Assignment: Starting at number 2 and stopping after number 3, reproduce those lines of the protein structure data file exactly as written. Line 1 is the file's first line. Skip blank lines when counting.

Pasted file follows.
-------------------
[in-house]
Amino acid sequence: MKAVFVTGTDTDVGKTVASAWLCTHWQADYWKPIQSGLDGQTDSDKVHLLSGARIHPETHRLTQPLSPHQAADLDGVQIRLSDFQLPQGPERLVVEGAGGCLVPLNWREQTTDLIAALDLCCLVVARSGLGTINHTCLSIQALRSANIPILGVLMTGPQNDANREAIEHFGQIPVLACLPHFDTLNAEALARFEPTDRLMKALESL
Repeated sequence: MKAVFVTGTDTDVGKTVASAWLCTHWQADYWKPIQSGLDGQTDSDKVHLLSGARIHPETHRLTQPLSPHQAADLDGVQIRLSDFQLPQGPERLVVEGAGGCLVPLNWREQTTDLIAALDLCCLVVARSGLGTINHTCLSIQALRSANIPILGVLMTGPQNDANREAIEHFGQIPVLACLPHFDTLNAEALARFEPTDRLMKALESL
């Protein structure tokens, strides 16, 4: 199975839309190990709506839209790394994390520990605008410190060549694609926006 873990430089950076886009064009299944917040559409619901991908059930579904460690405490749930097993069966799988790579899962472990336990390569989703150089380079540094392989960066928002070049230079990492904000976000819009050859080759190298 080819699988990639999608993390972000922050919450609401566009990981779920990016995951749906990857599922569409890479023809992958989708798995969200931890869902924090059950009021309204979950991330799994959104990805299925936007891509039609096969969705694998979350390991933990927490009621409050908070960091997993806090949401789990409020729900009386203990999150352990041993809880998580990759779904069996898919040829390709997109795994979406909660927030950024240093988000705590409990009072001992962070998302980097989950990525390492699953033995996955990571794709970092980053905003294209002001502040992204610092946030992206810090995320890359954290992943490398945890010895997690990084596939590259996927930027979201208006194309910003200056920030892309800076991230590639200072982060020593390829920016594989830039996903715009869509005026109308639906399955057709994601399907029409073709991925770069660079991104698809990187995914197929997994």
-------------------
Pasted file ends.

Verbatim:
Amino acid sequence: MKAVFVTGTDTDVGKTVASAWLCTHWQADYWKPIQSGLDGQTDSDKVHLLSGARIHPETHRLTQPLSPHQAADLDGVQIRLSDFQLPQGPERLVVEGAGGCLVPLNWREQTTDLIAALDLCCLVVARSGLGTINHTCLSIQALRSANIPILGVLMTGPQNDANREAIEHFGQIPVLACLPHFDTLNAEALARFEPTDRLMKALESL
Repeated sequence: MKAVFVTGTDTDVGKTVASAWLCTHWQADYWKPIQSGLDGQTDSDKVHLLSGARIHPETHRLTQPLSPHQAADLDGVQIRLSDFQLPQGPERLVVEGAGGCLVPLNWREQTTDLIAALDLCCLVVARSGLGTINHTCLSIQALRSANIPILGVLMTGPQNDANREAIEHFGQIPVLACLPHFDTLNAEALARFEPTDRLMKALESL